Applied Behavior Analysis (ABA) is a well-developed, research-based, scientific discipline among the helping professions that focuses on the analysis, design, implementation, and evaluation of social and other environmental modifications to produce meaningful changes in human behavior. ABA includes the use of direct observation, measurement, and functional analysis of the relations between environment and behavior. The practice of ABA is rooted in data, which serves as a fidelity check for the effectiveness of recommended strategies and procedures. This ensures that the client’s ABA program is dynamic, never-stagnant, objective and, most importantly, effective. It utilizes changes in environmental events, including antecedent stimuli (what happens before a behavior) and consequences (what happens after a behavior); to create programming that produces practical and significant changes in behavior. These relevant environmental events are usually identified through a variety of specialized assessment methods.
ABA is based on the fact that a client’s behavior is determined by past and current environmental events, or contingencies, in conjunction with other genetic and/or environmental variables. ABA focuses on treating the problems of the disorder by determining functions and maintaining variables in order to support the learning or appropriate and functional behaviors instead of maladaptive, or inappropriate,, ones. ABA is not only an evidence-based practice for people diagnosed with Autism, it is also proven to be effective for other diagnoses such as ADHD and Depression. It may surprise you to know that ABA may also be beneficial for neuro-typical, or “typically-developing”, individuals as well. Behavior is all around us—which means ABA can be applied to almost anything or anyone who demonstrates observable and measurable behavior.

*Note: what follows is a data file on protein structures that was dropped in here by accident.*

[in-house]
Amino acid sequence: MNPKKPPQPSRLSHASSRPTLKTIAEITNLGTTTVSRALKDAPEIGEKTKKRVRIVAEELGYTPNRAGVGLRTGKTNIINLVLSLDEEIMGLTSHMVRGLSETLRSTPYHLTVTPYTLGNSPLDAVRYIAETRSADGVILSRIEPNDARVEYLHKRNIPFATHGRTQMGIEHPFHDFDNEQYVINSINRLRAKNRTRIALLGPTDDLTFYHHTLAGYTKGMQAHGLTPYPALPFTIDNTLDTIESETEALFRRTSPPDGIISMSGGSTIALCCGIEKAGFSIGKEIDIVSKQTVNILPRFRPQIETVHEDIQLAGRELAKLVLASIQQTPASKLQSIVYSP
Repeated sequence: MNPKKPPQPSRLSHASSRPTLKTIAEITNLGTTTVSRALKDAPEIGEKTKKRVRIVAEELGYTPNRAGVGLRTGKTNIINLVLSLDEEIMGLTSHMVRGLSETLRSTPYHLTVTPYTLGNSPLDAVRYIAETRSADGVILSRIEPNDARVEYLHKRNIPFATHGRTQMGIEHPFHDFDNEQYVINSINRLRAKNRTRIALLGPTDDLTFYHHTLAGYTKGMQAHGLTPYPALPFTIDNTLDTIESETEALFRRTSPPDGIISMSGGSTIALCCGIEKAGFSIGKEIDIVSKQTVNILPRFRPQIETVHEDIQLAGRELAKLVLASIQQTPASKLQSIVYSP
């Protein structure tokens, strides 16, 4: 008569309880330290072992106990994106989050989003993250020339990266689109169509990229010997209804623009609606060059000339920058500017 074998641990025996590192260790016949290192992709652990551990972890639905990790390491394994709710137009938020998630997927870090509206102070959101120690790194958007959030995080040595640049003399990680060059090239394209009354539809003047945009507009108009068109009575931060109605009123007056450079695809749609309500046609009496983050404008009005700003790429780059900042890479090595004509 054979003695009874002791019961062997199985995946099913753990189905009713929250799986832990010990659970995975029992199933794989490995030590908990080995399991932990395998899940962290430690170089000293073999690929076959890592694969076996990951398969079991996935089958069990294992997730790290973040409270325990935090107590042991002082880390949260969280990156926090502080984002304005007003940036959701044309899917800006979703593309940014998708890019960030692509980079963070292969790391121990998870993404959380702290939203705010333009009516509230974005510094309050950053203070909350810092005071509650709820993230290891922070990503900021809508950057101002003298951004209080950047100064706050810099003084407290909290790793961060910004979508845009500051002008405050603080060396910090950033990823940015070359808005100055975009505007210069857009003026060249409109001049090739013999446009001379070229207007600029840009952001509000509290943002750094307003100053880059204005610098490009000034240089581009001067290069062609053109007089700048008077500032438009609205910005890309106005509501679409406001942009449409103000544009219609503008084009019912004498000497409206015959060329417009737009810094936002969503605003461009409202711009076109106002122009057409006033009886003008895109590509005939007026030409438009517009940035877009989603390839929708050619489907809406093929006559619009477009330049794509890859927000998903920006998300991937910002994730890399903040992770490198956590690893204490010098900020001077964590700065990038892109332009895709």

ABA can be provided in various forms: Direct, or “1-on-1” therapy sessions is when where a client receives services from a R/BT. Group therapy sessions (e.g. social skills) where a client receives services in a group with services provided by an R/BT or BCBA/BcaBA. Caregiver Training is provided to caregivers only, without the client present, with services provided by a BCBA/BcaBA. These sessions are perfect to review the client’s progress, discuss concerns and learn how to implement strategies and procedures at home. ABA is an appropriate approach for children with ASD and children with other developmental disabilities. ABA programs may include targets to address concerns such as:
- Maladaptive Behavior
- Conversation and pre-conversational skills
- Adaptive, daily living skills
- Attending skills
- Fine & gross motor skills
- Play skills
- Social skills
- Communication skills
- Imitative skills
- Functional Academic skills
ABA should be a team approach. This team includes the child, caregivers, program manager, and behavior technician(s). It may also involve other stakeholders, or individuals who may support or benefit from the client’s progress. Examples of stakeholders are: client’s siblings, teachers, aides, etc. Below are commonly used terms to define roles within the client’s ABA team: